The aim of the present in vitro study was to evaluate the intrapulpal temperature increases generated by a selection of lights used as part of the bleaching process, alone or in combination with a bleaching gel.


This is an in vitro study, and the experimental design for analysis of temperature variation was divided into two study factors: light sources (in five levels: a green LED light, a high intensity LED light, a LED/Laser hybrid light, tested with and without laser activation, and a conventional halogen lamp) and treatment (in two levels: with or without bleaching gel), the design determined ten experimental groups (G1-G10) as described in Table 1.

Table 1 Mean values of temperature variation, standard deviation, and statistical analysis comparison between groups (Tukey’s test) 

Groups Light sources Mean±SD
G1 D-Light Green 0.00±0A
G2 D-Light Green + gel 0.17±0.41A
G3 Smart Lite 2.17±0.41C
G4 Smart Lite + gel 3.00±0D
G5 UltraBlue IV 1.00±0B
G6 UltraBlue IV + gel 2.17±0.41C
G7 UltraBlue IV laser 1.17±0.41B
G8 UltraBlue IV laser + gel 2.33±0.52CD
G9 Spectrum 2.70±0.41C
G10 Spectrum + gel 3.83±0.41E

Different capital letters indicate statistically significant difference between lines (p<0.05)


The manufacturer’s name and other information of the light sources used are listed in Figure 1. The bleaching agent is an in-office 35% hydrogen peroxide gel (Lase Peroxide, DMC Equipamentos Ltda., São Carlos, SP, Brazil). This product has a red color due to the addition of photoactive colorants (Urucum and Juá, Brazil). Other components include amide, glycol and water.

Figure 1 Light units studied 

Tooth preparation

A single, human central upper incisor was used throughout the test. This tooth was donated from an organ bank of the Bauru School of Dentistry (FOB-USP), having obtained approval by the ethics committee of the institution through process no. 002/2008. The root of the tooth was sectioned 2 mm below the cementoenamel junction, perpendicular to the long axis of the tooth, using a slow speed diamond disc (Isomet, Buehler Ltd., Lake Bluff, IL, USA). The apical foramen of the root canal was enlarged using a #2135 diamond bur (KG Sorensen, Cotia, SP, Brazil) and all pulp tissue remnants were removed from the pulp chamber. The empty pulp chamber was filled with a heat absorption compound (Termal Paste, Implastec, Votorantim, SP, Brazil; 55.15.3243.3788) to simulate the pulp tissue as a heat conducting medium. A thin K-type thermocouple probe (MT 401A, Minilpa Ind. Com. Ltda., São Paulo, SP, Brazil) was inserted into the pulp chamber through the apical foramen and placed at its most coronal level. Its position was radiographically checked. During the testing procedure, the root surface of the tooth was partially submerged into a water bath at 37±1°C (Figure 2).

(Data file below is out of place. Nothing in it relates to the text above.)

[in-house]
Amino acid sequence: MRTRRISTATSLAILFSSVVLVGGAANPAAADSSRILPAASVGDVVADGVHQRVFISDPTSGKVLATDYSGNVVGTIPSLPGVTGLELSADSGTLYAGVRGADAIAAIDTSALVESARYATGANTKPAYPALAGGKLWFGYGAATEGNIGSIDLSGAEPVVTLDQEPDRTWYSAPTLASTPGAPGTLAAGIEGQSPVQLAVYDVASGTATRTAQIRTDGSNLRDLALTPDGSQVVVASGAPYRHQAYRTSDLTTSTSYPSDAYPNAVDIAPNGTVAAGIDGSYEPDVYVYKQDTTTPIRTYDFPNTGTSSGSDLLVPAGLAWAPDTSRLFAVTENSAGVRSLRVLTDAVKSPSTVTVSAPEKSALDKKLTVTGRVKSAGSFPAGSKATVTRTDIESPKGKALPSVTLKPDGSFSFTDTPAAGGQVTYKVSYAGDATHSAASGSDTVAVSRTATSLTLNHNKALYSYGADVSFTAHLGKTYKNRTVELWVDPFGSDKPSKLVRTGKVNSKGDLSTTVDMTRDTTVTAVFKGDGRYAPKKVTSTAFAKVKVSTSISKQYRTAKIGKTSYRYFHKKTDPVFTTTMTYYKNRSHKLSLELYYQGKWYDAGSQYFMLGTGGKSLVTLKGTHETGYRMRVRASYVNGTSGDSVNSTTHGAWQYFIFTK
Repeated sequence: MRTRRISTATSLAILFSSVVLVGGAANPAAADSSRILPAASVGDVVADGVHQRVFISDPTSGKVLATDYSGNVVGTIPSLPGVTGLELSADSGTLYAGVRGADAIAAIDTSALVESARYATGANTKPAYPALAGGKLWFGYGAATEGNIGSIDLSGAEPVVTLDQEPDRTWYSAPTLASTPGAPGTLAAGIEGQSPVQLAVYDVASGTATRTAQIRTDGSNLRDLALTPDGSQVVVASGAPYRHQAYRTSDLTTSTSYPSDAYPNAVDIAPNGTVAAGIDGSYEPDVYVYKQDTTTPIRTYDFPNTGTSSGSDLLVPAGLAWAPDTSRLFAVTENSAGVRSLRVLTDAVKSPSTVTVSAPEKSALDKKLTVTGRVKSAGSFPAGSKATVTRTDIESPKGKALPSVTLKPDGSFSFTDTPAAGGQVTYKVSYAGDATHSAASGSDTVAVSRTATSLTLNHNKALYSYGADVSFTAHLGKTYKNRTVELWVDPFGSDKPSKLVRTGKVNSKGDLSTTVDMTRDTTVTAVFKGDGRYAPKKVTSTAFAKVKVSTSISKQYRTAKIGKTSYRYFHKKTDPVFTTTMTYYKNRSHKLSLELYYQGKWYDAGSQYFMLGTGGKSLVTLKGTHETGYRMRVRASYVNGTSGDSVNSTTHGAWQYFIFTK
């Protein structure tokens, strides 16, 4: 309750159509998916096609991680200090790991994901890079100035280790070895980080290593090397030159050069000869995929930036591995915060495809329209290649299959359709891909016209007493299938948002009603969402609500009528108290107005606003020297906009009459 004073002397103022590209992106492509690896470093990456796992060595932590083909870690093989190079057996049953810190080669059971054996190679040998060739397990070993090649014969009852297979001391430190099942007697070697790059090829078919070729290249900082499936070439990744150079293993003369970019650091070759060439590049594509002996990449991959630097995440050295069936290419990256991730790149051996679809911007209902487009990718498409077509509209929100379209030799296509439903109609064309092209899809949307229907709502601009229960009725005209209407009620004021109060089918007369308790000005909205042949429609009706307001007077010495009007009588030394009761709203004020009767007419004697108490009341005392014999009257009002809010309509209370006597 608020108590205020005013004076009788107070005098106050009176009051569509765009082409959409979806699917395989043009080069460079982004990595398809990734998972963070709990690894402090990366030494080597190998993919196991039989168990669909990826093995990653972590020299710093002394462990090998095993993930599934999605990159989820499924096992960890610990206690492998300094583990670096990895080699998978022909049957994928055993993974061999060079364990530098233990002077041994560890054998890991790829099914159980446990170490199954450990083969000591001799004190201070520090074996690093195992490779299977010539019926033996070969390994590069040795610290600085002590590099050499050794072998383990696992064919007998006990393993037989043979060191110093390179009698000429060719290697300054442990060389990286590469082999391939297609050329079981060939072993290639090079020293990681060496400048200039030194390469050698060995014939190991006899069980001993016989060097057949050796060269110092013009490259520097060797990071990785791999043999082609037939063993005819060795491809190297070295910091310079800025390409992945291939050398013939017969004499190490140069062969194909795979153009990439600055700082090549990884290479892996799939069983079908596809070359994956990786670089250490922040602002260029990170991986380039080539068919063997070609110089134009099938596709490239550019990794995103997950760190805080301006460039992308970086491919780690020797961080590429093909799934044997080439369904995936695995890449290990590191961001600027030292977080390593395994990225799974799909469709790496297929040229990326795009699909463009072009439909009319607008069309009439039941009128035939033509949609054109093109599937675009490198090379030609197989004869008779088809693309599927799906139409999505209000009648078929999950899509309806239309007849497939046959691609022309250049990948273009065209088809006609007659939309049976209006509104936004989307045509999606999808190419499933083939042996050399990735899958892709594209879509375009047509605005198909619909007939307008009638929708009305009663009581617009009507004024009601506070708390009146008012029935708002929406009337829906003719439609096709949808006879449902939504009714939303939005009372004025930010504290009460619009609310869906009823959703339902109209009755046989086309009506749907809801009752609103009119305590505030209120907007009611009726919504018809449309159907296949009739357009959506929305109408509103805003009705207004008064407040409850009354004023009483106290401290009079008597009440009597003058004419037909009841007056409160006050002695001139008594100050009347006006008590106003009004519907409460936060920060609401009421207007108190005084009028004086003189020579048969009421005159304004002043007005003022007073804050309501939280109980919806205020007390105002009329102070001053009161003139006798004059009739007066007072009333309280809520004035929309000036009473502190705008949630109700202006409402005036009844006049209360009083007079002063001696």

Figure 2 Schematic drawing of experimental set up showing the starting temperature before light activation 

Bleaching method

A 1.0 mm layer of 35% hydrogen peroxide-based bleaching gel was applied on the entire vestibular surface of the tooth. The distance between the emitting tip of the light source and the tooth surface was set at 10 mm. Light application protocols, as recommended by the manufacturer for each light source, were used. For the conventional halogen light and the high intensity LED units, 5 applications of 30 s each (with light) and 15 second intervals (without light) were utilized (this sequence is typically used in the clinic in order to avoid tooth overheating). For the hybrid LED/laser light, the protocol was 3 min of light activation and 1 min without light, followed by another 3 min of light activation. The green LED was applied for 1 min, followed by 5 min without light and then another 1 min with light activation.

Temperature measurement

The room temperature was controlled at 24+1°C. Each of the light sources were applied with and without the bleaching gel on the tooth surface, for a total of 10 experimental groups. The gel was removed and a new layer was applied every time that a light source was applied to the tooth. At least 15 min were allowed in between the applications of all light sources in order to allow the temperature to return to baseline. Each measurement for all groups was repeated six times, and the temperature was recorded every 30 s during the test. The mean values of the differences between the initial and final temperature readings for each group was calculated.

This protocol was used based on the results of a pilot study performed prior to this study.

Statistical analysis

Two-way analysis of variance (ANOVA) was used to determine if there were statistically significant differences between the groups (p≤0.05) and the Tukey´s test was used for all comparisons among the groups (p≤0.05). The program used for statistical analysis was the Statistica for Windows (version 6.0 StatSoft, Tulsa, Oklahoma, USA).


There were statistically significant differences in the temperature increases among the different light sources and the same light sources, with and without the presence of a bleaching gel. The interaction between the light source and the gel was also significant.

Compared to the other light sources, the conventional halogen lamp applied over the bleaching gel induced the greatest increase in temperature (3.83±0.41°C) (Table 1, Figure 3). The green LED light unit, with and without gel application, did not produce any significant temperature variation. The application of the bleaching gel significantly promoted the temperature increases in all the other units.